RBI May Cut Repo Rate on June 6: Here’s What Happened in Last Five Policy Reviews
In the last review, the RBI noted that there have been some signs of weakening in the domestic investment activity and revised its GDP projection downwards for FY20 from 7.4% to 7.2%.
A Reserve Bank of India (RBI) logo is seen at the gate of its office in New Delhi. (Reuters Photo)
The Reserve Bank of India’s (RBI’s) six-member monetary policy committee (MPC) began its bi-monthly monetary policy review on Tuesday, and will most likely wrap up the three-day meeting by cutting the repo rate by 25 basis points (bps) on June 6, say analysts, citing a sharp decline in India’s gross domestic product (GDP) growth in 2018-19.
If that happens, this will be the third meeting in a row since February when the monetary policy committee has cut interest rates. Here’s a look at what has happened in the last five monetary policy reviews by RBI.
August 2018 review
In line with market expectations, RBI’s MPC had raised repo rate by 25 bps to 6.5% in its August monetary policy review of 2018-19. It was a second consecutive interest rate increase. In the previous policy meet in June, the rate-setting panel headed by Governor Urjit Patel had raised repo rate by 25 bps to 6.25%. Back then, that was the first rates hike since Prime Minister Narendra Modi came to power in May 2014, which means close to four-and-a-half years. This was also the first time since October 2013 that the rate had been increased at consecutive policy meetings.
The MPC had kept its policy stance ‘neutral’ at the August meet.
The MPC had also decided to retain the projection of GDP growth for 2018-2019 at 7.4%. The actual GDP growth number, released on Friday, was much lower at 6.8%.
October 2018 review
In its October meet, RBI kept the repo rate unchanged at 6.5%, spooking the market, which had widely expected a rate hike of 25 basis points. While RBI decided to maintain the status quo, it turned hawkish and ruled out any rate cut in future by changing stance from ‘neutral’ to ‘calibrated tightening’.
The decision came against the backdrop of the sharp depreciation in the rupee, rising crude oil prices, intense pressure on current account deficit and liquidity issues.
Reacting to the RBI’s surprise decision, the rupee for the first time breached 74 per dollar mark on that day, while Sensex closed almost 800 points down.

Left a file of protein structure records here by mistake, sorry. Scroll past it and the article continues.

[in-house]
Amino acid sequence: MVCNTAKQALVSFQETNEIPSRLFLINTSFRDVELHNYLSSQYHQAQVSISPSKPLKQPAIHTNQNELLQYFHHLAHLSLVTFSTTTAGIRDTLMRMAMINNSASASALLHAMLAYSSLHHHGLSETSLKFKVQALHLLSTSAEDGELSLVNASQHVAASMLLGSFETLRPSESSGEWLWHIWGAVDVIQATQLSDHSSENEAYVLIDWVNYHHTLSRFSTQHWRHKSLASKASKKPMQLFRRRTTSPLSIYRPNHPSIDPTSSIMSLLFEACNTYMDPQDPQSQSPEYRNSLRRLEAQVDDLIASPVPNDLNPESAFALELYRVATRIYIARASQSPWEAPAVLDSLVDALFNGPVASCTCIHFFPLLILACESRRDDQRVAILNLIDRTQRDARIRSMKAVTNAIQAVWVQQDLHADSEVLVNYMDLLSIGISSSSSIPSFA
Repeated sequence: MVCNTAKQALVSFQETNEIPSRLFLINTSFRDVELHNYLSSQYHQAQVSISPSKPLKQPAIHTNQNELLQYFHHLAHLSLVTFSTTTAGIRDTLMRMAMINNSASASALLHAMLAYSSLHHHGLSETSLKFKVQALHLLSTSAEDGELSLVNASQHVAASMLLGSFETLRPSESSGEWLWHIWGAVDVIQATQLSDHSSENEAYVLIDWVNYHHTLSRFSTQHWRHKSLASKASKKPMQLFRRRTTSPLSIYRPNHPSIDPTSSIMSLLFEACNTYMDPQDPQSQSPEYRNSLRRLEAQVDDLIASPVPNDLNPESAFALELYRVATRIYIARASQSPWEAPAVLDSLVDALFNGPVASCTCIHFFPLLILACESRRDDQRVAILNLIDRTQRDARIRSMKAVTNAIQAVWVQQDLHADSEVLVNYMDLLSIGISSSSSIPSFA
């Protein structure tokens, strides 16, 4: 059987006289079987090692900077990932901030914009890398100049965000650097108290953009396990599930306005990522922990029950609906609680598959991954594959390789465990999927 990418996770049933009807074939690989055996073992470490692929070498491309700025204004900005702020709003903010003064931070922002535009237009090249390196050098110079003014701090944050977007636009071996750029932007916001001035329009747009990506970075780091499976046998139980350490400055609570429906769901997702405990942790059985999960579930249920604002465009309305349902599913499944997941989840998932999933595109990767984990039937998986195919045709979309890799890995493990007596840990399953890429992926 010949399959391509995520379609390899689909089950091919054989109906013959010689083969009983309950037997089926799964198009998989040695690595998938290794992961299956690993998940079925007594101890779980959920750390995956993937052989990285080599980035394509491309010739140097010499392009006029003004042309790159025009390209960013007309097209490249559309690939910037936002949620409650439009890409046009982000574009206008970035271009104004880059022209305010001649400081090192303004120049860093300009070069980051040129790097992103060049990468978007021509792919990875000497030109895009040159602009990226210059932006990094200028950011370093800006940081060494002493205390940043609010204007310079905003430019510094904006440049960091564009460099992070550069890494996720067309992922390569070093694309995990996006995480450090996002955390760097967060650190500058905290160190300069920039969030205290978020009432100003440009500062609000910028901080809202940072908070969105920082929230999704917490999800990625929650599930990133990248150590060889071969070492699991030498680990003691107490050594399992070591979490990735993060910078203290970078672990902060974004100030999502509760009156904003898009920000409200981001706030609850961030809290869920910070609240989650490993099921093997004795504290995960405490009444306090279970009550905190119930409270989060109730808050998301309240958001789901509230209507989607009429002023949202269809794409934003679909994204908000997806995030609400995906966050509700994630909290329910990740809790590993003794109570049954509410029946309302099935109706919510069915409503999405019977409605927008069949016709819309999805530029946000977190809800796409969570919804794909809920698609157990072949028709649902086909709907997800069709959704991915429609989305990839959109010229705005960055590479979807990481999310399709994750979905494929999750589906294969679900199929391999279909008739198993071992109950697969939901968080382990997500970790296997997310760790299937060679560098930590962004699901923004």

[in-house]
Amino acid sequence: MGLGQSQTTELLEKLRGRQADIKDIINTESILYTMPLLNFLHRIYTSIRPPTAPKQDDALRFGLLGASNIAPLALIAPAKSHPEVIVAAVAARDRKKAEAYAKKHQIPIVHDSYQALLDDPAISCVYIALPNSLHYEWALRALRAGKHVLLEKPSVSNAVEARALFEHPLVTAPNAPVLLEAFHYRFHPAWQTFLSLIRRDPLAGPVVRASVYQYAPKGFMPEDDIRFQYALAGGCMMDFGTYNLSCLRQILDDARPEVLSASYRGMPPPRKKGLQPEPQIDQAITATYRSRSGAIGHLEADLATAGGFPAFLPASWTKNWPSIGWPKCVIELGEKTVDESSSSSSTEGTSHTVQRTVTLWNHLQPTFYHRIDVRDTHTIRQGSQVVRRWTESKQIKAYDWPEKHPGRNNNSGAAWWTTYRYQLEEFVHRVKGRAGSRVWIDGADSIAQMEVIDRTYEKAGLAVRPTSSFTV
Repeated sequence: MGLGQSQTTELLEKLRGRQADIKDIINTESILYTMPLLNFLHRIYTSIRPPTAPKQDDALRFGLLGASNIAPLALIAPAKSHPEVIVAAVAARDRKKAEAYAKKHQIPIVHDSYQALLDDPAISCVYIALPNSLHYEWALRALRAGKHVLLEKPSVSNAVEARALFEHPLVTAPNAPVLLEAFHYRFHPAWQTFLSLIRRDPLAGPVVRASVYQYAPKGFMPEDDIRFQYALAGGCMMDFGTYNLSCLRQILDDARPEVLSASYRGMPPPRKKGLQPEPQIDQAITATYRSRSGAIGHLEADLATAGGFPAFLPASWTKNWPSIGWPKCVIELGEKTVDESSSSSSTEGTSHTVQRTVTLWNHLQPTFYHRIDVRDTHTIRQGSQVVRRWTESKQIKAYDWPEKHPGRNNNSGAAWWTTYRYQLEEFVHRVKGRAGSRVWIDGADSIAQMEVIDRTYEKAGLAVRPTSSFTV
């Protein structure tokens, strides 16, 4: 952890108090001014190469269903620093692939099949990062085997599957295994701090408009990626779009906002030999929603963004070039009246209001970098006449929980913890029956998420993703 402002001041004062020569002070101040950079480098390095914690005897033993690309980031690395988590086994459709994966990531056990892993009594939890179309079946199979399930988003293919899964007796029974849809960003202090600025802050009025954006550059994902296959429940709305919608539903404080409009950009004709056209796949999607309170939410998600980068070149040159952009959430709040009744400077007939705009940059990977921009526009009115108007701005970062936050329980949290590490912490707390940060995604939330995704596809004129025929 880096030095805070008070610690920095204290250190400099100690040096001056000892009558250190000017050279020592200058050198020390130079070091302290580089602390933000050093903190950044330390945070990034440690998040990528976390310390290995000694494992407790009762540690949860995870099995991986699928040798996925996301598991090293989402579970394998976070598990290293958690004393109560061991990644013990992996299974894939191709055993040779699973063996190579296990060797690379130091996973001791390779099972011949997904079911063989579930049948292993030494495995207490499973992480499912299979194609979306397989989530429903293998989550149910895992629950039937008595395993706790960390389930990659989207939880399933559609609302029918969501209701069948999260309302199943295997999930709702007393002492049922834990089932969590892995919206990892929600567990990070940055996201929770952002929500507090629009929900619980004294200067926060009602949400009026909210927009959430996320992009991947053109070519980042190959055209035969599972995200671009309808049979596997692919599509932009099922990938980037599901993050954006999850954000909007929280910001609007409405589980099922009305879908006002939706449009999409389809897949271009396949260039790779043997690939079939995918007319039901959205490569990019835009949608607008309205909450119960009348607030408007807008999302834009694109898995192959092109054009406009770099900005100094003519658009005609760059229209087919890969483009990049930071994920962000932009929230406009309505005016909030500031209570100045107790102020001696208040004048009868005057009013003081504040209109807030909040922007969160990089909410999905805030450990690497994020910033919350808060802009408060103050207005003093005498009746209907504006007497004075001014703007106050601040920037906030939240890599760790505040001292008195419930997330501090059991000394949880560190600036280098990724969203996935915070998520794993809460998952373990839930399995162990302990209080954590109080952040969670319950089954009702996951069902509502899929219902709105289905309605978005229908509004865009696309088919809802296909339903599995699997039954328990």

December 2018 review
The MPC kept the repo rate unchanged at 6.5%, while also maintaining the ‘calibrated tightening’ stance. However, governor Urjit Patel signalled the possibility of rate cut in future.
The MPC had then significantly revised the inflation projections downwards, with the H2 FY19 inflation forecast cut to 2.7-3.2% from 3.9-4.5% earlier. However, it maintained a cautious stance and said there was a risk of sudden reversal in inflation trends.
The GDP growth forecast for 2018-19 was retained at 7.4%.
February 2019 review
The MPC surprised the market by cutting repo rate by 25 basis points to 6.25% in addition to a widely-expected change in the monetary policy stance to ‘neutral’ from the earlier stance of ‘calibrated tightening’. This was the maiden credit policy for Shaktikanta Das as the RBI governor.
A benign inflation outlook coupled with the need to strengthen private investment activity prompted the move.
The GDP growth for 2019-20 was projected at 7.4%.
April 2019 review
RBI’s MPC had again reduced the policy repo rate by 25 basis points to 6%, while maintaining a neutral stance, as retail inflation was contained within the 4% target. This was the second consecutive rate cut to support growth.
The central bank noted that there have been some signs of weakening in the domestic investment activity and revised its GDP projection downwards for FY20 from 7.4% to 7.2%.
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